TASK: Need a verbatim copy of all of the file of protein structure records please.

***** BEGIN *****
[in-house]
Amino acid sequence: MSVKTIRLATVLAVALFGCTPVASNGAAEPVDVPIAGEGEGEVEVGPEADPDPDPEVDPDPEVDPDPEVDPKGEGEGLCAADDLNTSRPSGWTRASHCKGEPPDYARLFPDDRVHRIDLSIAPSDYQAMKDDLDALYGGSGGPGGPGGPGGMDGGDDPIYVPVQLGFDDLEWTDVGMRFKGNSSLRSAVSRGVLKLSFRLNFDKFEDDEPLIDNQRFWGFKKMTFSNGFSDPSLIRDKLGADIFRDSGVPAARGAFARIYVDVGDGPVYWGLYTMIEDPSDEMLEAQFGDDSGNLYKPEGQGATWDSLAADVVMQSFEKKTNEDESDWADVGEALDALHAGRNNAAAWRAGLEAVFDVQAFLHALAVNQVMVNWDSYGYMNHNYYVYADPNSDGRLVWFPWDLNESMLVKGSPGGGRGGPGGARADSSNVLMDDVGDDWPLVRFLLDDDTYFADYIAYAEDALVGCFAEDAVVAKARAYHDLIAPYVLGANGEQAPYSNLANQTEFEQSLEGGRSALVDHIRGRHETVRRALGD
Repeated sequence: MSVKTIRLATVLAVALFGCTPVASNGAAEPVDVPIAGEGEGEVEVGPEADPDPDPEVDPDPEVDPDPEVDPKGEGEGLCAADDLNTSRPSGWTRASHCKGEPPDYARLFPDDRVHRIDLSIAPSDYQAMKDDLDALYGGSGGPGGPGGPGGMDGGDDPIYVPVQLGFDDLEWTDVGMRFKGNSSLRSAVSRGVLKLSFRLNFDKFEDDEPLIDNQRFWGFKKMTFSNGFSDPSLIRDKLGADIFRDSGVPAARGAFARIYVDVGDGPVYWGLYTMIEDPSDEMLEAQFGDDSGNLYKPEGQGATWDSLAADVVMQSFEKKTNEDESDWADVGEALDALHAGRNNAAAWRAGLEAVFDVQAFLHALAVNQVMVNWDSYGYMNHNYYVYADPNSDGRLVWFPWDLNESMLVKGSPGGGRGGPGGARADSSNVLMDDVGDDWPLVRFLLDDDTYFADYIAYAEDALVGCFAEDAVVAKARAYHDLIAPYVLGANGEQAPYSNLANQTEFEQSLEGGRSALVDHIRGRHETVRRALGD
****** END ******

[in-house]
Amino acid sequence: MSVKTIRLATVLAVALFGCTPVASNGAAEPVDVPIAGEGEGEVEVGPEADPDPDPEVDPDPEVDPDPEVDPKGEGEGLCAADDLNTSRPSGWTRASHCKGEPPDYARLFPDDRVHRIDLSIAPSDYQAMKDDLDALYGGSGGPGGPGGPGGMDGGDDPIYVPVQLGFDDLEWTDVGMRFKGNSSLRSAVSRGVLKLSFRLNFDKFEDDEPLIDNQRFWGFKKMTFSNGFSDPSLIRDKLGADIFRDSGVPAARGAFARIYVDVGDGPVYWGLYTMIEDPSDEMLEAQFGDDSGNLYKPEGQGATWDSLAADVVMQSFEKKTNEDESDWADVGEALDALHAGRNNAAAWRAGLEAVFDVQAFLHALAVNQVMVNWDSYGYMNHNYYVYADPNSDGRLVWFPWDLNESMLVKGSPGGGRGGPGGARADSSNVLMDDVGDDWPLVRFLLDDDTYFADYIAYAEDALVGCFAEDAVVAKARAYHDLIAPYVLGANGEQAPYSNLANQTEFEQSLEGGRSALVDHIRGRHETVRRALGD
Repeated sequence: MSVKTIRLATVLAVALFGCTPVASNGAAEPVDVPIAGEGEGEVEVGPEADPDPDPEVDPDPEVDPDPEVDPKGEGEGLCAADDLNTSRPSGWTRASHCKGEPPDYARLFPDDRVHRIDLSIAPSDYQAMKDDLDALYGGSGGPGGPGGPGGMDGGDDPIYVPVQLGFDDLEWTDVGMRFKGNSSLRSAVSRGVLKLSFRLNFDKFEDDEPLIDNQRFWGFKKMTFSNGFSDPSLIRDKLGADIFRDSGVPAARGAFARIYVDVGDGPVYWGLYTMIEDPSDEMLEAQFGDDSGNLYKPEGQGATWDSLAADVVMQSFEKKTNEDESDWADVGEALDALHAGRNNAAAWRAGLEAVFDVQAFLHALAVNQVMVNWDSYGYMNHNYYVYADPNSDGRLVWFPWDLNESMLVKGSPGGGRGGPGGARADSSNVLMDDVGDDWPLVRFLLDDDTYFADYIAYAEDALVGCFAEDAVVAKARAYHDLIAPYVLGANGEQAPYSNLANQTEFEQSLEGGRSALVDHIRGRHETVRRALGD